Here is a trivial fact about the Poisson point process, which I find curious because it links directly to a concept from modern algebra (the notion of a *free abelian group*).

Recall that a Poisson point process on the real line can be viewed as a (locally finite) random pattern of points. We can define it in terms of its consecutive inter-point spacing lengths, *Z*_{n} for *n* running through the integers. If *Z*_{0} corresponds to the spacing containing the origin, then the *Z*_{n} are independent, with all but *Z*_{0} being of unit Exponential distribution and *Z*_{0 }being of Exponential distribution of mean 2. (The discrepant behaviour of the *Z*_{0 }distribution is due to *size-biasing*, and is associated with the famous Waiting Time Paradox.)

Suppose I secretly select finitely many different spacings, *Z*_{i1} , *Z*_{i2} , ..., *Z*_{ik}, and tell you only the total length of the spacings I have selected, namely *z* = *Z*_{i1} + *Z*_{i2} * *+...+ *Z*_{ik}.

If you are allowed to inspect closely the relevant realization of the unit-rate Poisson point process, then knowledge of the total length *z* is *all you need* to determine which are the spacings *i*_{1} < i_{2} < ... < i_{k} that have been selected.

**Indication of proof:** the *Z*_{i}'s are independent with Exponential distributions (unit rate except for *i*=0, for which the rate is 2). But this means that almost surely the spacing lengths *Z*_{i }generate a *free abelian group* under addition. In particular, almost surely

(*Z*_{i1} + *Z*_{i2} * *+ ... + *Z*_{ik}) - (*Z*_{j1} + *Z*_{j2} * *+ ... + *Z*_{jr})

must be non-zero unless the sequences *i*_{1} < *i*_{2} < ... < *i*_{k} and *j*_{1} < *j*_{2} < ... <* **j*_{r} are identical. So (since there are only countably many finite integer-coefficient linear combinations) almost surely *z* = *Z*_{i1} + *Z*_{i2} * *+...+ *Z*_{ik} determines the sequence *i*_{1} < *i*_{2} < ... < *i*_{k}.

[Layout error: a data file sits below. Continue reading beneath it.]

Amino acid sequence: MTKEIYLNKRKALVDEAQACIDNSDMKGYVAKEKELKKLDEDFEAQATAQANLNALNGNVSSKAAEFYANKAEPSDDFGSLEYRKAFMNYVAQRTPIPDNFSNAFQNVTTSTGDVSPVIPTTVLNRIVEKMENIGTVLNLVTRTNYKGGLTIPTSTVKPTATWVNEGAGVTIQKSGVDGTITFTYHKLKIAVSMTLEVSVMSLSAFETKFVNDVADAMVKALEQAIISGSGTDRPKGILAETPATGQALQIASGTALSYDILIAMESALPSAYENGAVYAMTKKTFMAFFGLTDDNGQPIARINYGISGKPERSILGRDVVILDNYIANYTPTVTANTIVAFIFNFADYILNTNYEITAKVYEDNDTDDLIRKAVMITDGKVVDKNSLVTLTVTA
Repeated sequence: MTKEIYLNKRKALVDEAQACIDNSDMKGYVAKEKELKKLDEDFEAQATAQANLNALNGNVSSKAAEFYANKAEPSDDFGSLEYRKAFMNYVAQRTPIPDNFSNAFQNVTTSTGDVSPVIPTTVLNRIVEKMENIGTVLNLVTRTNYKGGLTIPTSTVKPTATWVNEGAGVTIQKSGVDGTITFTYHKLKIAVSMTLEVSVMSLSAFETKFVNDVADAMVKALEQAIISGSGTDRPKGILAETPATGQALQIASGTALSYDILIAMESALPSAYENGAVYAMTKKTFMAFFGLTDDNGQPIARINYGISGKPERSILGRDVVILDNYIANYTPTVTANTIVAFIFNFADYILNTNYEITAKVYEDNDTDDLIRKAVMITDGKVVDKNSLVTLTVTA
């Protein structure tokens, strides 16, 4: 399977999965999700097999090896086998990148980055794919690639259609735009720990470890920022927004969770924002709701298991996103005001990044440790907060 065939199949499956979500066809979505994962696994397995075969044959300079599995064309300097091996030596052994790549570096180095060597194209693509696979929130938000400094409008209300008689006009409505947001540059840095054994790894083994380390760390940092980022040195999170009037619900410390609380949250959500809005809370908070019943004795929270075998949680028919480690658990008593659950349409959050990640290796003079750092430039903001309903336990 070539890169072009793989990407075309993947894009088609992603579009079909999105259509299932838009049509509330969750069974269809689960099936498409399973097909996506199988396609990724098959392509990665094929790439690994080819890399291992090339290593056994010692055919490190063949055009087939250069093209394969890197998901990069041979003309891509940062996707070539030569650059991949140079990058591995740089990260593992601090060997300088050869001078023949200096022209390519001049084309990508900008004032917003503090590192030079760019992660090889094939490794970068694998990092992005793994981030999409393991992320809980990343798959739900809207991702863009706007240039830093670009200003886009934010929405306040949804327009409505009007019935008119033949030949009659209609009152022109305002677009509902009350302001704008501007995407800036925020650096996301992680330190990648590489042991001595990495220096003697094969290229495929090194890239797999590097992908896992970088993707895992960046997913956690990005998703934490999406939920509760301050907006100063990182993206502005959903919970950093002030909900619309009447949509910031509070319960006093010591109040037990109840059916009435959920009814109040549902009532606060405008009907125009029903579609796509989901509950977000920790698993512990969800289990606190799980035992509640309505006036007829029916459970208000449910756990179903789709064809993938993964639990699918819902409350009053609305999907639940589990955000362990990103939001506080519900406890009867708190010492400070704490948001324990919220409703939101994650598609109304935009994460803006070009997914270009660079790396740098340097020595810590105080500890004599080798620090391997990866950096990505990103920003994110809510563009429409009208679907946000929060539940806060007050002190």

End of proof.

## Notes:

- Free abelian groups are defined in the Encyclopaedia of Mathematics. I learnt about these in my second undergraduate year and then never thought about them again till I noticed this phenomenon just recently.

- So is the notion of a Poisson (point) process.
- For a child-friendly explanation of the Waiting Time paradox, see Masuda N and Porter MA (2021) The Waiting-Time Paradox. Frontiers for Young Minds 8:582433. DOI: 10.3389/frym.2020.582433.
- The result generalizes easily to stationary renewal processes for which the inter-point spacing has a probability density.
- I came across this trivial fact while working on generalizing my paper on random lines and metric spaces (Kendall, W. S. (2017). From random lines to metric spaces.
*Annals of Probability*, *45*(1), 469–517. https://doi.org/10.1214/14-AOP935); the Poisson process result is noted there (without the modern algebra adornments) in the process of proving that planar line-pattern-based geodesics between prescribed points are almost surely unique ...